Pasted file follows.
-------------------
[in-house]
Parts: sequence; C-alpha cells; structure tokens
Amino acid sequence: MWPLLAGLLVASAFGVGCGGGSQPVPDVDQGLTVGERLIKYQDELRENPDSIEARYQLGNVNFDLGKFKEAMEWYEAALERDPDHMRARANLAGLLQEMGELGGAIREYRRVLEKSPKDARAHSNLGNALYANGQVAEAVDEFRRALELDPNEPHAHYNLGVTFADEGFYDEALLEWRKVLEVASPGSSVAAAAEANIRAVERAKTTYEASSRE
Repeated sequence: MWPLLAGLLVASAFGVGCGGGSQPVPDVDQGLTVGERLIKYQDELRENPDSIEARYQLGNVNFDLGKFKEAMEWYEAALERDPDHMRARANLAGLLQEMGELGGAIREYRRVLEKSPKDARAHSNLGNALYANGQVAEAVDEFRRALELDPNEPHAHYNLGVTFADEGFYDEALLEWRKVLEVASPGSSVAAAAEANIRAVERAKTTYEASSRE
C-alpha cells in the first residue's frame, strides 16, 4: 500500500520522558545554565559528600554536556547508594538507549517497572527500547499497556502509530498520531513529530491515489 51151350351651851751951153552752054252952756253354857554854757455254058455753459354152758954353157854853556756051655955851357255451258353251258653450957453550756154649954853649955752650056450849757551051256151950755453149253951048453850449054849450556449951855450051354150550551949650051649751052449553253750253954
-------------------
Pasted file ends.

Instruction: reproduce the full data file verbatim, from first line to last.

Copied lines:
[in-house]
Parts: sequence; C-alpha cells; structure tokens
Amino acid sequence: MWPLLAGLLVASAFGVGCGGGSQPVPDVDQGLTVGERLIKYQDELRENPDSIEARYQLGNVNFDLGKFKEAMEWYEAALERDPDHMRARANLAGLLQEMGELGGAIREYRRVLEKSPKDARAHSNLGNALYANGQVAEAVDEFRRALELDPNEPHAHYNLGVTFADEGFYDEALLEWRKVLEVASPGSSVAAAAEANIRAVERAKTTYEASSRE
Repeated sequence: MWPLLAGLLVASAFGVGCGGGSQPVPDVDQGLTVGERLIKYQDELRENPDSIEARYQLGNVNFDLGKFKEAMEWYEAALERDPDHMRARANLAGLLQEMGELGGAIREYRRVLEKSPKDARAHSNLGNALYANGQVAEAVDEFRRALELDPNEPHAHYNLGVTFADEGFYDEALLEWRKVLEVASPGSSVAAAAEANIRAVERAKTTYEASSRE
C-alpha cells in the first residue's frame, strides 16, 4: 500500500520522558545554565559528600554536556547508594538507549517497572527500547499497556502509530498520531513529530491515489 51151350351651851751951153552752054252952756253354857554854757455254058455753459354152758954353157854853556756051655955851357255451258353251258653450957453550756154649954853649955752650056450849757551051256151950755453149253951048453850449054849450556449951855450051354150550551949650051649751052449553253750253954